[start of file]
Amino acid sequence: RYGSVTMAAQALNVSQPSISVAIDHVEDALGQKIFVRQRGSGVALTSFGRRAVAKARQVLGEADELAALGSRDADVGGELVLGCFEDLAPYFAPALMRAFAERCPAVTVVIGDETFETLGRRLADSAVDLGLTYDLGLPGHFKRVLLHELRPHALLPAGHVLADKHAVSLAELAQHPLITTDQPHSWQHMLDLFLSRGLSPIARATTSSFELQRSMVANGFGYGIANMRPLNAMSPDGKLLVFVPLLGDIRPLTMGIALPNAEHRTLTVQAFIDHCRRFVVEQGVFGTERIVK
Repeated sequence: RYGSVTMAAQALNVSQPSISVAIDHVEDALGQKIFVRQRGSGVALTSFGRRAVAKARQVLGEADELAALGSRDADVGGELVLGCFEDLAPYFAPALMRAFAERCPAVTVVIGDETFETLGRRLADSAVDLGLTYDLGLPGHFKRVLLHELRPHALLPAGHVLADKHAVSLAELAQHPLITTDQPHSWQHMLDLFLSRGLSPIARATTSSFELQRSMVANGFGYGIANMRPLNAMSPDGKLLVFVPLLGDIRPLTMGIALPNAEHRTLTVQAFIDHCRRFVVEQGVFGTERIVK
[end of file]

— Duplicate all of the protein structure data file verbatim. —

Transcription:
Amino acid sequence: RYGSVTMAAQALNVSQPSISVAIDHVEDALGQKIFVRQRGSGVALTSFGRRAVAKARQVLGEADELAALGSRDADVGGELVLGCFEDLAPYFAPALMRAFAERCPAVTVVIGDETFETLGRRLADSAVDLGLTYDLGLPGHFKRVLLHELRPHALLPAGHVLADKHAVSLAELAQHPLITTDQPHSWQHMLDLFLSRGLSPIARATTSSFELQRSMVANGFGYGIANMRPLNAMSPDGKLLVFVPLLGDIRPLTMGIALPNAEHRTLTVQAFIDHCRRFVVEQGVFGTERIVK
Repeated sequence: RYGSVTMAAQALNVSQPSISVAIDHVEDALGQKIFVRQRGSGVALTSFGRRAVAKARQVLGEADELAALGSRDADVGGELVLGCFEDLAPYFAPALMRAFAERCPAVTVVIGDETFETLGRRLADSAVDLGLTYDLGLPGHFKRVLLHELRPHALLPAGHVLADKHAVSLAELAQHPLITTDQPHSWQHMLDLFLSRGLSPIARATTSSFELQRSMVANGFGYGIANMRPLNAMSPDGKLLVFVPLLGDIRPLTMGIALPNAEHRTLTVQAFIDHCRRFVVEQGVFGTERIVK